[Skip to Content]
Access to paid content on this site is currently suspended due to excessive activity being detected from your IP address Please contact the publisher to request reinstatement.
[Skip to Content Landing]
November 1978

Comparison of Caval Filters in the Management of Venous Thromboembolism

Author Affiliations

From the Departments of Surgery (Drs Wingerd, Bernhard, and Towne) and Radiology (Dr Maddison), the Medical College of Wisconsin, Milwaukee.

Arch Surg. 1978;113(11):1264-1271. doi:10.1001/archsurg.1978.01370230054006

• Over a seven-year period, 38 Mobin-Uddin MU and 33 Kim-Ray Greenfield KG vena cava filters were inserted in 71 patients with no substantial complications or deaths directly related to the surgical procedure. Thirteen of the 16 early deaths were due to progression of associated diseases. The remaining three deaths were caused by pulmonary emboli and occurred in each instance after insertion of a MU filter. None of the 14 late deaths were related to the caval filter or sequellae of venous thrombosis. Inferior vena cava patency was objectively assessed in 36 patients by cavagram (22) or autopsy (14). Caval patency of 95% (18 of 19) in those with KG filters was significantly greater than the 47% patency (eight of 17) seen with MU devices (P <.01). Gray scale ultrasound, when successful in visualizing the vena cava, was found to be a reliable indicator of patency. Venous stasis phenomena were noted in 50% of those with a patent cava and in 70% of those with an occlusion. Thus, it is not surprising that edema was found in only 38% of the patients as compared with 75% of the patients with the MU filter.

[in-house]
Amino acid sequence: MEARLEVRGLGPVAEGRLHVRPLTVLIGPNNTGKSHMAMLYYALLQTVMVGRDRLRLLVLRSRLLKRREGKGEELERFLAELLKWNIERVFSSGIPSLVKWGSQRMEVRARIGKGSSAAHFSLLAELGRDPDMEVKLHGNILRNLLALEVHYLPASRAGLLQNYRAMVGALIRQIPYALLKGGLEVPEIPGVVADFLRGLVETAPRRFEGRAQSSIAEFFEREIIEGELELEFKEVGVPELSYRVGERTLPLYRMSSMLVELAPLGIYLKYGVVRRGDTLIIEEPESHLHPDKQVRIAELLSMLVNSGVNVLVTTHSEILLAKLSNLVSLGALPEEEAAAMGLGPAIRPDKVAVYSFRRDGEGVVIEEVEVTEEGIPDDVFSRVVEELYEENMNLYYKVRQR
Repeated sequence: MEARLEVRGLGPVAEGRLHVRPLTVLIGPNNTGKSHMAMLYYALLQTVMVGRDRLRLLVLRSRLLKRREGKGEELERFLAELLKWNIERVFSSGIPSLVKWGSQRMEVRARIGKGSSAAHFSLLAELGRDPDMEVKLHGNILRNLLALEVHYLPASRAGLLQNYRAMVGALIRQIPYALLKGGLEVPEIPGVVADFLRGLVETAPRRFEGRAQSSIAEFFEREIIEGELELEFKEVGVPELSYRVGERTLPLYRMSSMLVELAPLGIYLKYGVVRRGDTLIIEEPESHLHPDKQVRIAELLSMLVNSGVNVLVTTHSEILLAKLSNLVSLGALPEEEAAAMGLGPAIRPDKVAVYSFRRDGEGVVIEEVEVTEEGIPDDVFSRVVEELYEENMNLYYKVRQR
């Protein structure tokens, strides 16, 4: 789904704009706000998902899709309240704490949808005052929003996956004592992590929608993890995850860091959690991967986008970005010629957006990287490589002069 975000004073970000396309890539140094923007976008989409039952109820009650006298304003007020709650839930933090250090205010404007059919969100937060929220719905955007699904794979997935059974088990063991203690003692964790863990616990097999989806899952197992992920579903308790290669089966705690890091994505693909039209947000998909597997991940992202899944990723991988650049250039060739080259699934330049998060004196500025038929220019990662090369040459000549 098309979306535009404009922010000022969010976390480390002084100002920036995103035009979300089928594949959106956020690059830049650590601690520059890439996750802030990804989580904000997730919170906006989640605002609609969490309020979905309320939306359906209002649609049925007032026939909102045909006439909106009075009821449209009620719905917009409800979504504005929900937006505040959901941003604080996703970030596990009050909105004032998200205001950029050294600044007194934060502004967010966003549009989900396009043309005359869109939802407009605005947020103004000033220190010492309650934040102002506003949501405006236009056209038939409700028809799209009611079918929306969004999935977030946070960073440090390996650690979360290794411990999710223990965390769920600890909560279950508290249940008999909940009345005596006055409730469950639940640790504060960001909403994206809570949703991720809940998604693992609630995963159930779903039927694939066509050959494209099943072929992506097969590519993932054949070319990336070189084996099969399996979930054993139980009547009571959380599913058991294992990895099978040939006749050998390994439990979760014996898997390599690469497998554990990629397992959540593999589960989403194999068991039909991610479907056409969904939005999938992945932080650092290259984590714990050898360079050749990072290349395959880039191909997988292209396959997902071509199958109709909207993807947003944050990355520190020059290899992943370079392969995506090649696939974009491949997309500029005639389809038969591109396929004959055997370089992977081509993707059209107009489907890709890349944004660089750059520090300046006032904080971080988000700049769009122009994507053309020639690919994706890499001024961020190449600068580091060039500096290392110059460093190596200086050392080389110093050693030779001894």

Both of these devices are safe to insert. However, on the basis of superior patency rate, lower incidence of stasis phenomena, and the absence of recurrent pulmonary emboli in our series, we prefer insertion of a KG filter when caval interruption is required.

(Arch Surg 113:1264-1271, 1978)